Market Place No 1

Market Place, Chemist, Post Office.


06 Plan Post Office March 2009.jpg

Early 18th Century with 19th Century alterations –

Central glazed door with plain overlight flanked by by singular rectangular bays each containing triple 19th century windows.

19th Century plain sashes.

Original C18 lead downpipe and hopper

LINCOLNSHIRE CHRONICLE – October 13th 1859 CAISTOR – “William Moody was last week appointed carrier for this town in place of John Odling, whose unwarrantable use of secrets known only to himself and the Postmaster, had well nigh led to worse results than his dismissal.”

George Haddesley 1880’s “Mr. Cartledge the Chemist I remember very well. His shop was at the corner of the Market Place, the entrance being in the short street leading into the Market Place. Amongst other things he sold sweets, some got to know him very well. He was very good to us. (Maybe this is the shop but with a side entrance.

Jessie Bryan wrote in 1980 about the end of the C19th and early C20th – “…Mr. Watson, postmaster and chemist,….”

1896 Kelly’s Directory Robert J. Watson – Chemist and Druggist, Sheep Dipper

1920 Tommy Hewson Chemist and Post Office

1928 Advert in Primitive Methodist Jubilee Celebrations – A.R. Hewson, M.P.S. Dispensing and Family Chemist, Agent for Kodak Supplies, Pennells’ Lincoln Seeds, Flowers and Wreaths, Lyons Cakes, Watmoughs Grimsby Biscuits


From the Caistor Heritage Trust. I hope the names are correct.

Carol Barnes – I remember Mrs. Cavallini who lived in North Street working behind the counter there and Sandy Storr was a postman. My Great Uncle Frank Rudkin was a postman and he had a motorbike and side car but I can’t remember him as a postman. I think a lady who lived in Hansard Crescent was a post lady.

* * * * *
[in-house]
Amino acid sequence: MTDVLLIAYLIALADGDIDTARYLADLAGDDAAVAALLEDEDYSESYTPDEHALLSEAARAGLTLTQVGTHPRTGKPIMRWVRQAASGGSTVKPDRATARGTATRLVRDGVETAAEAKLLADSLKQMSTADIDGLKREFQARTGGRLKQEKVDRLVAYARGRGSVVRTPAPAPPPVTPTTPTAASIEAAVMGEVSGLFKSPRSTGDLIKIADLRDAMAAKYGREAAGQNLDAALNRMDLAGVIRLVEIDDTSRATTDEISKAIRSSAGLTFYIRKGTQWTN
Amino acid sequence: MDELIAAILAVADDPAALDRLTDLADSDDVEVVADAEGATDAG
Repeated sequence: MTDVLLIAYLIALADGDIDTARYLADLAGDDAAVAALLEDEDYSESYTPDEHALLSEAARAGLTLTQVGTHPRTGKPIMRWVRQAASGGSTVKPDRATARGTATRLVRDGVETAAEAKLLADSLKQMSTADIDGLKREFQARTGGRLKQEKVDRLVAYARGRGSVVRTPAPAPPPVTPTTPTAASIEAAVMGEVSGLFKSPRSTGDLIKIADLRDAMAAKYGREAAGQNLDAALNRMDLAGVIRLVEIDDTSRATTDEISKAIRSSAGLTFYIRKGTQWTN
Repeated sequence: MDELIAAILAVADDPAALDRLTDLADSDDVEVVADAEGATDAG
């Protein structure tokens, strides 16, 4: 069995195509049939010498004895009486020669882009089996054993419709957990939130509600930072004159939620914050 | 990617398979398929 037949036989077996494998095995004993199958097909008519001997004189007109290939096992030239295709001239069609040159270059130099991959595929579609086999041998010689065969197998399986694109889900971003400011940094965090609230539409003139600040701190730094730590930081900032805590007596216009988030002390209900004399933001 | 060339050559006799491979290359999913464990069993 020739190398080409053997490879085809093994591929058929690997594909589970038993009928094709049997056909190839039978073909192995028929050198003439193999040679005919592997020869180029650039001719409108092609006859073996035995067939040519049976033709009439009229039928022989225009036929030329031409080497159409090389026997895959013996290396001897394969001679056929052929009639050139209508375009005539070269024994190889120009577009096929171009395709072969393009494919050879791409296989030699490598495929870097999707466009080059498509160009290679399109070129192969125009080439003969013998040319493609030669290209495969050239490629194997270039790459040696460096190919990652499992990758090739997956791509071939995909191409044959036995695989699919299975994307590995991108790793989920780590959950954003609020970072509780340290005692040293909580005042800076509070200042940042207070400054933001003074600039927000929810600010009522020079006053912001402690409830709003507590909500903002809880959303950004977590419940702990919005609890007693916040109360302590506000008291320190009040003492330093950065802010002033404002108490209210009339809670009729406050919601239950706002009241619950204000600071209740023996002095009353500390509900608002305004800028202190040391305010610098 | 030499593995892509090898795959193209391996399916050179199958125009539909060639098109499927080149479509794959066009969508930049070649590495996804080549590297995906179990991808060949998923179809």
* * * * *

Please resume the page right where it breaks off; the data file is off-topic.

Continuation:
Lesley Caborn – Mrs Annie Dickinson was the post lady,

Nick Young – When Mr and Mrs Ward had the PO and chemists.

Susan Lane Geraghty – The post office was one side and the chemist the other side. There was another chemist in the Market Place. I think it might have been called Roots.

Alan Dennis – In the C19th it was also a printers, financed by Miss Marris from the Old Vicarage, set up in competition with Parkers.

Ann Danby – I remember the post office and chemist being in the same building. My late mum, Marjorie Beasley was also a post lady in the 70’s.

Linda Moffat – I remember Mr. and Mrs Phillipe at the Post Office, I used to live in Cromwell View, maiden name Garner, brother and sister are twins, Malcolm and Janet.

Anne Townsend – I remember when Phillippe’s ran it and lived in the flat at the back and above the PO, They had two daughters – Rosemary (Rosie) who eventually married Dennis Grundy, and also Alison (she married a naval officer and lived or still lives down near Portsmouth. Both girls were very musical.

Diane Good – My nanna Annie Dickenson was post lady for 25 years I remember helping her when I was young she was posting in the 50’s, 60’s and 70’s. Other posties I remember are Bruce Curtis, Ralph Rodwell, Sandy Storr and Fay Taylor.

Carol Barnes – There was a post office on the left side with Mrs. Cavalini behind the counter and Mr. Ward, the chemist on the other side of the shop.


market place 2002062.jpg


DSCF0001 edited.jpg


1826 Public House Rent.jpg
1826, Wanted to Rent


Non Delivery 1818.jpg
1818, Stamford,


A bottle that once contained Hair Restorer.
Allen Hair Restorer, Window display at Watson’s Chemist Shop


Ward, Chemist, Optician
T Ward.jpeg
T. J. Ward
1912 Market Place.jpeg
1912 Advert for house in the Butter Market


1916 Hewson.jpeg
1916 Licence to sell sheep dips and weed killer
1828 Death of Mrs. Elizabeth Capes, milliner
1908 stamp.jpg
1908 Caistor square stamp
1919 Kirk Postman.jpg
1919 Postman Decorated
1830 Royal Mail.jpg
1830 Royal Mail Grimsby to London